January 17, 2020

JT’s #RealT1DLyfe: Channeling the Difficulties of Chronic Disease into a Compassionate Career in Medicine

Living with Type 1 for the last 15 years has been simultaneously absolutely exhausting and a compelling/ continuous opportunity for personal growth and empathy-building with other patients of chronic diseases.

My grandmother came to live with my family when I was seven- in very poor health. Unfortunately, like many living in remote rural settings, she lacked access to routine healthcare, and her diabetes had already begun damaging her nerves, affecting her sight, and impairing her kidney function by the time she was diagnosed. My experience with diabetes became even more personal five years later when my own diagnosis was similarly delayed in rural East Texas.

After earning my BS/ MA in Biology and running track at Baylor University, I moved to California to attend Stanford Medical School, and am currently applying to attend residency in Ophthalmology.*Editor’s Note: JT has just been accepted to the program at Bascom Palmer Eye Institute, congratulations JT!  During medical school, I’ve been able to start a Bay Area running group and training sessions for young and newly diagnosed diabetics to learn to manage their sugars during exercise. I am also a Dexcom Warrior and Lyfebulb Ambassador, and currently conduct research demonstrating how internet search traffic can be used to locate pockets of patients in need of diabetes-related surgical procedures or healthcare, such as diabetic retinopathy screening programs.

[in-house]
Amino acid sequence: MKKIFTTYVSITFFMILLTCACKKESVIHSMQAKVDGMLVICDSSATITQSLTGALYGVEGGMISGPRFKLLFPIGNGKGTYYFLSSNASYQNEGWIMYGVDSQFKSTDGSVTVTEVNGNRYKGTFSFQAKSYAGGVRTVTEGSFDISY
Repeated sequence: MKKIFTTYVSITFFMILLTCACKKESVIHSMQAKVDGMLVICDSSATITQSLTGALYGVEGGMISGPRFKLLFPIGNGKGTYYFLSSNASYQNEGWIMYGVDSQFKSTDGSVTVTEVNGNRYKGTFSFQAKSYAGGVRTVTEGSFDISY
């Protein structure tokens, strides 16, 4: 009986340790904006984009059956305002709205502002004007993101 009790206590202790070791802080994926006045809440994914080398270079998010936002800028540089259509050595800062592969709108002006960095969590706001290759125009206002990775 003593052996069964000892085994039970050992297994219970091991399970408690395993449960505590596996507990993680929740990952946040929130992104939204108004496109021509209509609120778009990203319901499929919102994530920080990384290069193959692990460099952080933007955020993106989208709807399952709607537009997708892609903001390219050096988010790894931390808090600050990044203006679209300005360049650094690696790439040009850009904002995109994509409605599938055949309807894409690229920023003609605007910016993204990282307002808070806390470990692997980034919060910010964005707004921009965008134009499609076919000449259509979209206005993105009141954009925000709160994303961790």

We all know how difficult diabetes can make everyday life – as patients, family members, significant others, across the board. Having been a patient dealing with a chronic disease that affects you every minute of every day has definitely given me a unique perspective and empathy for patients that I wish more doctors could experience. It’s very difficult to see the underlying stress, fear, and frustration that accompany a chronic illness like diabetes. In that way, being diabetic has pushed me to become a better physician and I am so grateful that I get to talk with and encourage other diabetics in the hospital regardless of which service I’m working with.

Please don’t hesitate to reach out! Jonathan Tijerina jdt2015@stanford.edu @jonathan.david.tijerina